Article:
International tourism slashed by more than a third

Australia’s tourism boss has warned that the back to back effects of the summer bushfires and coronavirus have slashed international tourism at the start of the year, but a sharp rebound is expected once the crisis is resolved.

Speaking at the 2020 Visitor Economy Forum yesterday, Tourism Australia managing director Phillipa Harrison said bookings from international visitors have fallen 35 per cent since December, with bookings from China dropping 11 per cent.

“This one isn’t about brand Australia, this one is about the downturn in travel globally,” she said.

“We have seen a significant initial sharp decline, which is expected given the magnitude of these two crises. We anticipate a sharp recovery as soon as the crisis resolves itself.”

Harrison said the current figures give a snapshot of the overall situation compared with the same period last year and they “are monitoring the situation on an ongoing basis”.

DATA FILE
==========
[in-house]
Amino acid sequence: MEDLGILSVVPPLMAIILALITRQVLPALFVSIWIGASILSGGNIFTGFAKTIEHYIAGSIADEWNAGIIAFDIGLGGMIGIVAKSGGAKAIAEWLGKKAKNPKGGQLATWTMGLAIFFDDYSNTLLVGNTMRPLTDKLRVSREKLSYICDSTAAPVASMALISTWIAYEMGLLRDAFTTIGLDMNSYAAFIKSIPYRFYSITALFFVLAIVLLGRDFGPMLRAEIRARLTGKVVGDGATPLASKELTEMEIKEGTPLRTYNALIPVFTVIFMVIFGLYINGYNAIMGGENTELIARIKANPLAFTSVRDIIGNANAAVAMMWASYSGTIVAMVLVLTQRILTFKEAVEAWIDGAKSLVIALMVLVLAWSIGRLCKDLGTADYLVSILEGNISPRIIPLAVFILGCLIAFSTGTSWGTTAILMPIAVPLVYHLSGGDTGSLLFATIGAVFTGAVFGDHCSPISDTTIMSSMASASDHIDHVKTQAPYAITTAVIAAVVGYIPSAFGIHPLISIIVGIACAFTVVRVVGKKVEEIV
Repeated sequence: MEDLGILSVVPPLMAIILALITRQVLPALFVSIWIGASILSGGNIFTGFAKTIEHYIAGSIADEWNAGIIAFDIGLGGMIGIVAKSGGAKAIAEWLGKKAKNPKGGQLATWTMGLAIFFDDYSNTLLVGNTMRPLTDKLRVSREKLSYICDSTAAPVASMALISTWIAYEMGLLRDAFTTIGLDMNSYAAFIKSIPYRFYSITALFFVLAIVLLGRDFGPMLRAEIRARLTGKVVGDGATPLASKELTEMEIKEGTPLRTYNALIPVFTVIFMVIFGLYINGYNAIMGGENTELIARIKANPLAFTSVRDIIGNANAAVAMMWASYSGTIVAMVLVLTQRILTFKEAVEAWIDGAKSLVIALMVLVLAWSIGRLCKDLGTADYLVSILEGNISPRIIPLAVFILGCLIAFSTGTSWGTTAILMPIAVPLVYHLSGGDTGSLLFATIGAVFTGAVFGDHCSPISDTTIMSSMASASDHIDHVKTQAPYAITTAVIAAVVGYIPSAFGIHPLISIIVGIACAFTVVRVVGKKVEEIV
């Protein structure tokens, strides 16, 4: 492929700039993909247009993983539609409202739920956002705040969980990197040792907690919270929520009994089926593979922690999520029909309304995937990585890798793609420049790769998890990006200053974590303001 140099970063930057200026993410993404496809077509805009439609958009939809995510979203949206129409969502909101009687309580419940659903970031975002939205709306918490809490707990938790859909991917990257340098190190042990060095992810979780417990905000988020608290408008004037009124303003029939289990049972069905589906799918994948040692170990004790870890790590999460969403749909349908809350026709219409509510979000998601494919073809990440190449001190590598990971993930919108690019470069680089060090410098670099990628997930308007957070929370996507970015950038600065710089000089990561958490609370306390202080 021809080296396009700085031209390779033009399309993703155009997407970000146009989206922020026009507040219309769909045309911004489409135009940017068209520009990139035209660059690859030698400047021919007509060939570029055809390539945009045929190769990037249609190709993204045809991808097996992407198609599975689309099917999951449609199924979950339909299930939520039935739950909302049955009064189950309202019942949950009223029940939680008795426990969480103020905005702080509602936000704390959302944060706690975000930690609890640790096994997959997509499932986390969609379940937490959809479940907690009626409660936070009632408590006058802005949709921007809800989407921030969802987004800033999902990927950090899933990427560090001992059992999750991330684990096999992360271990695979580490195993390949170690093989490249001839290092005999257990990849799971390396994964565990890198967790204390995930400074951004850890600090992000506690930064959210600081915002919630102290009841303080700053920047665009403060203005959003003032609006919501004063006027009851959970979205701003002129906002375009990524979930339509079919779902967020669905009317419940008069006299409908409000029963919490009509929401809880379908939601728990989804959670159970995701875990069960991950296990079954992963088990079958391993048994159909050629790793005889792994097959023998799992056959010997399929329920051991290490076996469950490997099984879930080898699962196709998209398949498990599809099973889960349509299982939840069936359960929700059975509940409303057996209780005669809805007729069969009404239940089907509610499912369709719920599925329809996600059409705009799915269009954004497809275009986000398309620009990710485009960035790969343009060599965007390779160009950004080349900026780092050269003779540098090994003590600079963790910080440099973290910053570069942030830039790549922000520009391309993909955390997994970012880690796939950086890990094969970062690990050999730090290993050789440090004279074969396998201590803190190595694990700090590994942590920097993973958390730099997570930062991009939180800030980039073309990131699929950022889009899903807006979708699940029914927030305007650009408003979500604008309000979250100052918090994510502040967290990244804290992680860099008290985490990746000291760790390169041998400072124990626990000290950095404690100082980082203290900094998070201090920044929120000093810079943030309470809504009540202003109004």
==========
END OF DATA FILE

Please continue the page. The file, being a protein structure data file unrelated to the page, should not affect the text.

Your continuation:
Tourism Australia boss Pippa Harrison.

A hoped for pick up in the domestic market is starting to be felt with bookings at minus 2 per cent last week, up from minus 7 per cent the week before.

But Harrison conceded that the year ahead was still an uncertainty.

“We are dealing with something that we just don’t know where it’s going to end,” she said.

The fallout from the coronavirus crisis is hitting some parts of the country harder than others with Tropical North Queensland and the Gold Coast feeling the most pain.

Speaking to The Guardian, Tourism Accommodation Australia boss Michael Johnson said some hotels are really struggling.

“It would be fair to say we’re currently in this hole, but we don’t know how deep this hole is,” he said.

“I would say there’s certainly hotels and properties in locations that are suffering that may find themselves [facing closure] because the funds just aren’t available.

“Cash-flow is king. There are hotels in bushfire-affected areas that have been losing money for four months in a row.”

The only light at the end of the tunnel was an uplift in domestic travellers, according to Johnson.

“Domestic travel is what will effectively get us through this crisis,” he said. “These hotels really do need Australians to support them and get up there and have a holiday.”